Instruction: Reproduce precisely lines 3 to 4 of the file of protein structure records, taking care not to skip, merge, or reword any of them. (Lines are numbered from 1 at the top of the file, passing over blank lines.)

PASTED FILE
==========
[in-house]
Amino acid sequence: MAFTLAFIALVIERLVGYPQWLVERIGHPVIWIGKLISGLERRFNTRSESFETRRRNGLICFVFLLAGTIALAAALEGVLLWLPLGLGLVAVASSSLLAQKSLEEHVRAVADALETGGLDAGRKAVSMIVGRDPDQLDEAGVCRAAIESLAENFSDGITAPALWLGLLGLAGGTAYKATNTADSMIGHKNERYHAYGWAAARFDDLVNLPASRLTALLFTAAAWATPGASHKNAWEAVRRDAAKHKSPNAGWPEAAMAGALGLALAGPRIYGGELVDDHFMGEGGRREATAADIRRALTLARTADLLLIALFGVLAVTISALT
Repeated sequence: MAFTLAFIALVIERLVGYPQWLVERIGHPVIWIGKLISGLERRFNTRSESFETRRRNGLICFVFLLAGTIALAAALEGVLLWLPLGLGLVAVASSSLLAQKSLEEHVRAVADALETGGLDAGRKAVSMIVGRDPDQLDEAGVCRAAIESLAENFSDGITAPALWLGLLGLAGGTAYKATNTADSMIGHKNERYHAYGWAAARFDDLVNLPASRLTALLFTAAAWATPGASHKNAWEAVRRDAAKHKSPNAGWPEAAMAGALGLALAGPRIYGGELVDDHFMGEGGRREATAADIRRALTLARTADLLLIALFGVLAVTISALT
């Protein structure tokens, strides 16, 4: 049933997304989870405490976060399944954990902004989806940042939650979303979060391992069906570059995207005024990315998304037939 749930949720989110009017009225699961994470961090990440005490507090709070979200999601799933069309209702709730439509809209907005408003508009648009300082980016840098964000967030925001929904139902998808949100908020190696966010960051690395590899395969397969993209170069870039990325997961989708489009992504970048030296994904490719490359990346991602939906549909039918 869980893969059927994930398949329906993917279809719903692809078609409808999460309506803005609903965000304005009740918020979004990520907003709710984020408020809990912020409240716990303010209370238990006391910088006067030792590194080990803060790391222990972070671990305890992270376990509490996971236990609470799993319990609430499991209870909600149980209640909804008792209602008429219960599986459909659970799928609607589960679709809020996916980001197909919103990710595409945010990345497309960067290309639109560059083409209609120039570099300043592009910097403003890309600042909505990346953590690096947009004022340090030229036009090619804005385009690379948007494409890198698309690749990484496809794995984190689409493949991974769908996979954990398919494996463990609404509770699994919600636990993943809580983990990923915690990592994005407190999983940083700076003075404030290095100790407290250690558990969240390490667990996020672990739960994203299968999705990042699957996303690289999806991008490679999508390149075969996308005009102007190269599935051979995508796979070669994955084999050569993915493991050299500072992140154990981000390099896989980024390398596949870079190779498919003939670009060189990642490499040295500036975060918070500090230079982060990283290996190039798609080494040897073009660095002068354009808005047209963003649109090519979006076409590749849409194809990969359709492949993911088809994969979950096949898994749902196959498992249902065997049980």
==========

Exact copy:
Repeated sequence: MAFTLAFIALVIERLVGYPQWLVERIGHPVIWIGKLISGLERRFNTRSESFETRRRNGLICFVFLLAGTIALAAALEGVLLWLPLGLGLVAVASSSLLAQKSLEEHVRAVADALETGGLDAGRKAVSMIVGRDPDQLDEAGVCRAAIESLAENFSDGITAPALWLGLLGLAGGTAYKATNTADSMIGHKNERYHAYGWAAARFDDLVNLPASRLTALLFTAAAWATPGASHKNAWEAVRRDAAKHKSPNAGWPEAAMAGALGLALAGPRIYGGELVDDHFMGEGGRREATAADIRRALTLARTADLLLIALFGVLAVTISALT
């Protein structure tokens, strides 16, 4: 049933997304989870405490976060399944954990902004989806940042939650979303979060391992069906570059995207005024990315998304037939 749930949720989110009017009225699961994470961090990440005490507090709070979200999601799933069309209702709730439509809209907005408003508009648009300082980016840098964000967030925001929904139902998808949100908020190696966010960051690395590899395969397969993209170069870039990325997961989708489009992504970048030296994904490719490359990346991602939906549909039918 869980893969059927994930398949329906993917279809719903692809078609409808999460309506803005609903965000304005009740918020979004990520907003709710984020408020809990912020409240716990303010209370238990006391910088006067030792590194080990803060790391222990972070671990305890992270376990509490996971236990609470799993319990609430499991209870909600149980209640909804008792209602008429219960599986459909659970799928609607589960679709809020996916980001197909919103990710595409945010990345497309960067290309639109560059083409209609120039570099300043592009910097403003890309600042909505990346953590690096947009004022340090030229036009090619804005385009690379948007494409890198698309690749990484496809794995984190689409493949991974769908996979954990398919494996463990609404509770699994919600636990993943809580983990990923915690990592994005407190999983940083700076003075404030290095100790407290250690558990969240390490667990996020672990739960994203299968999705990042699957996303690289999806991008490679999508390149075969996308005009102007190269599935051979995508796979070669994955084999050569993915493991050299500072992140154990981000390099896989980024390398596949870079190779498919003939670009060189990642490499040295500036975060918070500090230079982060990283290996190039798609080494040897073009660095002068354009808005047209963003649109090519979006076409590749849409194809990969359709492949993911088809994969979950096949898994749902196959498992249902065997049980």